Thursday, March 3, 2011

A Few Words About the National Anthem

Cover of sheet music for "The Star-Spangled Banner"
I noticed on my calendar that today, March 3rd, is the anniversary of the signing of the law (in 1931 by President Herbert Hoover) that officially made “The Star Spangled Banner” the national anthem of the United States of America. Being a bit of a history buff –and a patriot who still believes in standing at attention and occasionally even gets a tear in his eye when the Anthem is played properly, I thought this would be a great time to do a blog about the Anthem and how it came to be “The National Anthem”.

197 years ago, on September 3, 1814, Francis Scott Key and John Stuart Skinner set sail from Baltimore aboard the ship HMS Minden, flying a flag of truce on a mission approved by President James Madison. Their objective was to secure the exchange of prisoners, one of whom was Dr. William Beanes, the elderly and popular town physician of Upper Marlboro and a friend of Key’s who had been captured in his home. Beanes was accused of aiding the arrest of British soldiers. Key and Skinner boarded the British flagship HMS Tonnant on September 7 and spoke with Major General Robert Ross and Vice Admiral Alexander Cochrane over dinner while the two officers discussed war plans. At first, Ross and Cochrane refused to release Beanes, but relented after Key and Skinner showed them letters written by wounded British prisoners praising Beanes and other Americans for their kind treatment.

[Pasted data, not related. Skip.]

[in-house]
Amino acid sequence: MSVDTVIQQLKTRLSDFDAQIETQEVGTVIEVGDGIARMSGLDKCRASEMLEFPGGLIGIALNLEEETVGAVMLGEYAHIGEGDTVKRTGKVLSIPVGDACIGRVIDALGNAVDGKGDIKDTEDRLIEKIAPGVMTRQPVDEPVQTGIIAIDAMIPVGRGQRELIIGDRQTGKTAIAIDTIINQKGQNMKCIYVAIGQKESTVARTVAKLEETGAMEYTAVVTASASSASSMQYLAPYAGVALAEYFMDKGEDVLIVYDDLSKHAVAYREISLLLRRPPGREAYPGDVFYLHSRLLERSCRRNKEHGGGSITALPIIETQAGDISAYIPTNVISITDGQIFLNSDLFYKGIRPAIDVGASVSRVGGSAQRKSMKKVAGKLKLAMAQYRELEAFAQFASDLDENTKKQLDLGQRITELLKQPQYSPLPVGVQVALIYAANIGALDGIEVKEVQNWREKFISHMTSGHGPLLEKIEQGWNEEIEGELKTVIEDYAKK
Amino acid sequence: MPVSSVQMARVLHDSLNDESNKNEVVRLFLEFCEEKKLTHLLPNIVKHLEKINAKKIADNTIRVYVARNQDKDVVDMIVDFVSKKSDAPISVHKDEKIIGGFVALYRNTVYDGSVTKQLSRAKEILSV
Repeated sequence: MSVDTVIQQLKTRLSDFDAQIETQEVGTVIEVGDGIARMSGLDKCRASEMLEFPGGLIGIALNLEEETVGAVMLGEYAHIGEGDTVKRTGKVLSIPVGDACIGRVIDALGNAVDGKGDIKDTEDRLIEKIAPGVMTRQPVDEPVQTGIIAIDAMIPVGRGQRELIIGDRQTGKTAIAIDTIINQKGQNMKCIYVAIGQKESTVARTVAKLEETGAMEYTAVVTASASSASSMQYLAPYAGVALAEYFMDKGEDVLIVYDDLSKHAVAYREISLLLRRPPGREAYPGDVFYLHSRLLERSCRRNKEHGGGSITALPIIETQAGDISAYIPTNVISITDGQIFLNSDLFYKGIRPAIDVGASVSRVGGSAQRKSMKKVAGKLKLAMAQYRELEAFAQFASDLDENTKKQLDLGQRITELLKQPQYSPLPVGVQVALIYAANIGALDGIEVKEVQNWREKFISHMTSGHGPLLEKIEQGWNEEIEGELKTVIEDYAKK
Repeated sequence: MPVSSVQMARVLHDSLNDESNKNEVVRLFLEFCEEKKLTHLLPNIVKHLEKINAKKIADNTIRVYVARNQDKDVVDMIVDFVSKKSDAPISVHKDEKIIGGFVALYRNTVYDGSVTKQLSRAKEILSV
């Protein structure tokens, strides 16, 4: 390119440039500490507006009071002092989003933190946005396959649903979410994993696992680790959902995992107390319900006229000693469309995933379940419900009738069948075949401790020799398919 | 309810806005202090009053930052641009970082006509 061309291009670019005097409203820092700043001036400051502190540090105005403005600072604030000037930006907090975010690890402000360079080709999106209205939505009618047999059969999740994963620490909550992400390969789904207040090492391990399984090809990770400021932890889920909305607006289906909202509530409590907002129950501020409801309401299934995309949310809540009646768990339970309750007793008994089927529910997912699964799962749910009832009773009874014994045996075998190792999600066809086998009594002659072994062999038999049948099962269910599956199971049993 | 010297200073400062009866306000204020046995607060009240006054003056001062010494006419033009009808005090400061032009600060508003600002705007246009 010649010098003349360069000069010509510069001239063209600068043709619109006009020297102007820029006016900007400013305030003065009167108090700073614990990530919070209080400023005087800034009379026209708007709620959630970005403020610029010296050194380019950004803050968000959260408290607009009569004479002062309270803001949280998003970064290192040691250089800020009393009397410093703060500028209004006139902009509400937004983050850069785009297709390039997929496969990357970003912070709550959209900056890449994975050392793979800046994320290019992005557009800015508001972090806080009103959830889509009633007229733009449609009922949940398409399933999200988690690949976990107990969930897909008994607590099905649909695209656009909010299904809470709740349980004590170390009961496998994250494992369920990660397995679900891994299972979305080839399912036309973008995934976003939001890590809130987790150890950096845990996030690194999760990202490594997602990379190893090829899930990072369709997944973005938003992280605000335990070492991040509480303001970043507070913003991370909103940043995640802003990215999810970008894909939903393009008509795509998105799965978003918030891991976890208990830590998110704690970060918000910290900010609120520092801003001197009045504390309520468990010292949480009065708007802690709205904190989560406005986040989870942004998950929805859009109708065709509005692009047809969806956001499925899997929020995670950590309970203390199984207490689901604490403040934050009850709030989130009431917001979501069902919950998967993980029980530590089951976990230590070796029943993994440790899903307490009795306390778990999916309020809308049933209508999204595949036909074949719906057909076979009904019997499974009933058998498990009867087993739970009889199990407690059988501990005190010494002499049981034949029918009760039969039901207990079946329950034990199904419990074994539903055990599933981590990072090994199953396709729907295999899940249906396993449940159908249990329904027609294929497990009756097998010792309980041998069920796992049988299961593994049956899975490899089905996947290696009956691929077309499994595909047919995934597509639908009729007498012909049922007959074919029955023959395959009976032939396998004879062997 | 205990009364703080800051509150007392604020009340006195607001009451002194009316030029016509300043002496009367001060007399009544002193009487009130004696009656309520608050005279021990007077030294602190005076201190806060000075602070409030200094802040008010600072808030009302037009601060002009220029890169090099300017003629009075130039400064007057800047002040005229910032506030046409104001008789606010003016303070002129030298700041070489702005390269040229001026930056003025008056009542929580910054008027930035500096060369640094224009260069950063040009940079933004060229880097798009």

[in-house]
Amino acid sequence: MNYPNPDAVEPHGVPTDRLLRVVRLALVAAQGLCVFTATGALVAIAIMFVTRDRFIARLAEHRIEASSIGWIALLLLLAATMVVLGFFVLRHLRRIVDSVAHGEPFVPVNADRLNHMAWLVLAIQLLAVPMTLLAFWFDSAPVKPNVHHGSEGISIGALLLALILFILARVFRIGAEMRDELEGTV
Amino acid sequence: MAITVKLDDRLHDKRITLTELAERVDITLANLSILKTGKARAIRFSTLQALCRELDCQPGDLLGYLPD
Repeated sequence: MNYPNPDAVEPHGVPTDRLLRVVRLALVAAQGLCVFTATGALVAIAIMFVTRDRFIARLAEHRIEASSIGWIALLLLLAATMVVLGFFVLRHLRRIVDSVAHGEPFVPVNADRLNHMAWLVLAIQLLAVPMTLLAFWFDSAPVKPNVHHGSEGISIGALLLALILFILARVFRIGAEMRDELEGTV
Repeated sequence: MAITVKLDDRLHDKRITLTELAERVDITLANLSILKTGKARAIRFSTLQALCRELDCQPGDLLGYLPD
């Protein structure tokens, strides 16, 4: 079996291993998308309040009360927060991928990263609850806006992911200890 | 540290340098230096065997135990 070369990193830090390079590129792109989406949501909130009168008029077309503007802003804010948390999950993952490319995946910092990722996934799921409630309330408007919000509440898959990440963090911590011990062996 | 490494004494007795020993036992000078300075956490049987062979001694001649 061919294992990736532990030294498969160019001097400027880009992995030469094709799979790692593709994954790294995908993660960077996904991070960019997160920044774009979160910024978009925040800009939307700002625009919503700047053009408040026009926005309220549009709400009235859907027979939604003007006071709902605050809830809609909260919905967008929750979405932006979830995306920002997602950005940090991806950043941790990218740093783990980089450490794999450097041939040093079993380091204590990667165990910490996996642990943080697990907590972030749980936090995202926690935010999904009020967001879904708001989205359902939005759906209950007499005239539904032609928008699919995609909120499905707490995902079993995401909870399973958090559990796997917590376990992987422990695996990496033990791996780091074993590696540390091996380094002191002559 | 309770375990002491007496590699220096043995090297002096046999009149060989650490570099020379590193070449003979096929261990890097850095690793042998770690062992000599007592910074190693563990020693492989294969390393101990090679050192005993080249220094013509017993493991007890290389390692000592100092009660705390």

Because Key and Skinner had heard details of the plans for the attack on Baltimore, they were held captive until after the battle, first aboard HMS Surprise (Yes, Margaret, the same HMS Surprise featured in Master and Commander) and later back on HMS Minden. After the bombardment, certain British gunboats attempted to slip past the fort and effect a landing in a cove to the west of it, but they were turned away by fire from nearby Fort Covington, the city's last line of defense.

During the rainy night, Key had witnessed the bombardment and observed that the fort’s smaller "storm flag" continued to fly, but once the shell and Congreve rocket barrage had stopped, he would not know how the battle had turned out until dawn. By then, the storm flag had been lowered and the larger flag had been raised.